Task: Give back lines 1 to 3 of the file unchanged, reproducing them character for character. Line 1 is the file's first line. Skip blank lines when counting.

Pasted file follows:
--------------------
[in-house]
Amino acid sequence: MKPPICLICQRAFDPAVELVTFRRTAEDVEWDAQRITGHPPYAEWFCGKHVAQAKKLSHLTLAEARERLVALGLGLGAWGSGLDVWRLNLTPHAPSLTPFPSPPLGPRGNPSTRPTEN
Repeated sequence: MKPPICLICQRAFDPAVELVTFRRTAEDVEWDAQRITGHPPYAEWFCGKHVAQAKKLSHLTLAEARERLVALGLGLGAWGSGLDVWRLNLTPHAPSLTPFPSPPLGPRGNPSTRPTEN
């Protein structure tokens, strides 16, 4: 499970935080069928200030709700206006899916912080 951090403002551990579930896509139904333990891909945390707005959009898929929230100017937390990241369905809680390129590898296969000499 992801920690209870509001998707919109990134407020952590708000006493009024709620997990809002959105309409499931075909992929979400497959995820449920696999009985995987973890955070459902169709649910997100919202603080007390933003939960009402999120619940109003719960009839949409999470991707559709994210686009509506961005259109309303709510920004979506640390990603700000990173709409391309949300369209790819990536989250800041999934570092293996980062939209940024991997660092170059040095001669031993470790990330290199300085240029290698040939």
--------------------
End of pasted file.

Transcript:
[in-house]
Amino acid sequence: MKPPICLICQRAFDPAVELVTFRRTAEDVEWDAQRITGHPPYAEWFCGKHVAQAKKLSHLTLAEARERLVALGLGLGAWGSGLDVWRLNLTPHAPSLTPFPSPPLGPRGNPSTRPTEN
Repeated sequence: MKPPICLICQRAFDPAVELVTFRRTAEDVEWDAQRITGHPPYAEWFCGKHVAQAKKLSHLTLAEARERLVALGLGLGAWGSGLDVWRLNLTPHAPSLTPFPSPPLGPRGNPSTRPTEN